Japan has long been a major energy importer, relying heavily on fossil fuels to meet household and community electricity needs as well as transport and industrial energy demand. Although the country initially opted for nuclear plants to diversify its energy mix, the disaster at Fukushima in 2011 prompted a fundamental shift in Japanese energy policy.
With nuclear power increasingly excluded from the future energy mix, renewable energy technologies have become a central element in Japanese power and energy planning. Auctions, meanwhile, have emerged as the key policy instrument driving the national transition to renewables.
This report by the International Renewable Energy Agency (IRENA) outlines the country's experience with auctions for solar, wind and biomass power generation. Japan's renewable energy auctions are price-centred and tend to prioritise simple design elements.
Among the findings:
- By late 2020, Japan had conducted five solar photovoltaic (PV) and two biomass auctions. It also initiated a zone-specific offshore wind auction in June 2020. A feed in premium (FiP) scheme announced in 2020 to promote renewable energy use was set to be introduced in 2022.
- To date, bidders have been awarded almost one-third of the originally announced volumes from the five solar PV auctions, with 574 megawatts (MW) awarded out of the total 1 663 MW auctioned. No biomass project has yet been contracted through renewable energy auctions.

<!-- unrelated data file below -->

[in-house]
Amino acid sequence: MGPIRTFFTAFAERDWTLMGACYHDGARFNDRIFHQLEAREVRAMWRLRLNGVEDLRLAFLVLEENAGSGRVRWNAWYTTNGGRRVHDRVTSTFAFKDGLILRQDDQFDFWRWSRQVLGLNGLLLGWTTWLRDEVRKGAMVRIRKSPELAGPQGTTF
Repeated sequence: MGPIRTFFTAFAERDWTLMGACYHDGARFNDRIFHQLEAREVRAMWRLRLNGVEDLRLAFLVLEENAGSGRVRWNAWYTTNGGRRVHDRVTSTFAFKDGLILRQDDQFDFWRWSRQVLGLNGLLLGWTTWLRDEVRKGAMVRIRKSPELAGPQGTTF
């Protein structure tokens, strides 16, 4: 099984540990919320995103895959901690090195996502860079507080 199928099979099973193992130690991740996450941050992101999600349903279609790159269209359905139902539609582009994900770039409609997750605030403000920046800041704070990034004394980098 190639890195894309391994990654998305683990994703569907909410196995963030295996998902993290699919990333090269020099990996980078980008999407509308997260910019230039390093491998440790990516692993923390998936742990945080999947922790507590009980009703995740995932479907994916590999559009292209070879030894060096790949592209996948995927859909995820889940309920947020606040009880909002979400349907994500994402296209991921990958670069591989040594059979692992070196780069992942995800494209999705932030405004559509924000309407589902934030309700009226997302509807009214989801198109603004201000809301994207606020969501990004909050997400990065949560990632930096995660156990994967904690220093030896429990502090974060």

- Average awarded prices in the solar PV auctions fell by more than 35% between the first and fifth rounds. Yet solar PV prices in Japan are still higher than the global average.
- Solar PV prices in Japan are also high compared to those achieved in other countries with similar macro-economic conditions and levels of solar energy development.
- Relatively high price results do not necessarily tarnish an auction's success. The average awarded prices were close to the existing costs of electricity for solar PV power in Japan, underscoring the price discovery aspect of the auction process.
- The main factor behind Japan's high solar power prices is its relatively high installation and building costs, as well as the cost of modules and inverters. Risk perceptions as the market explores new energy sources can also increase prices.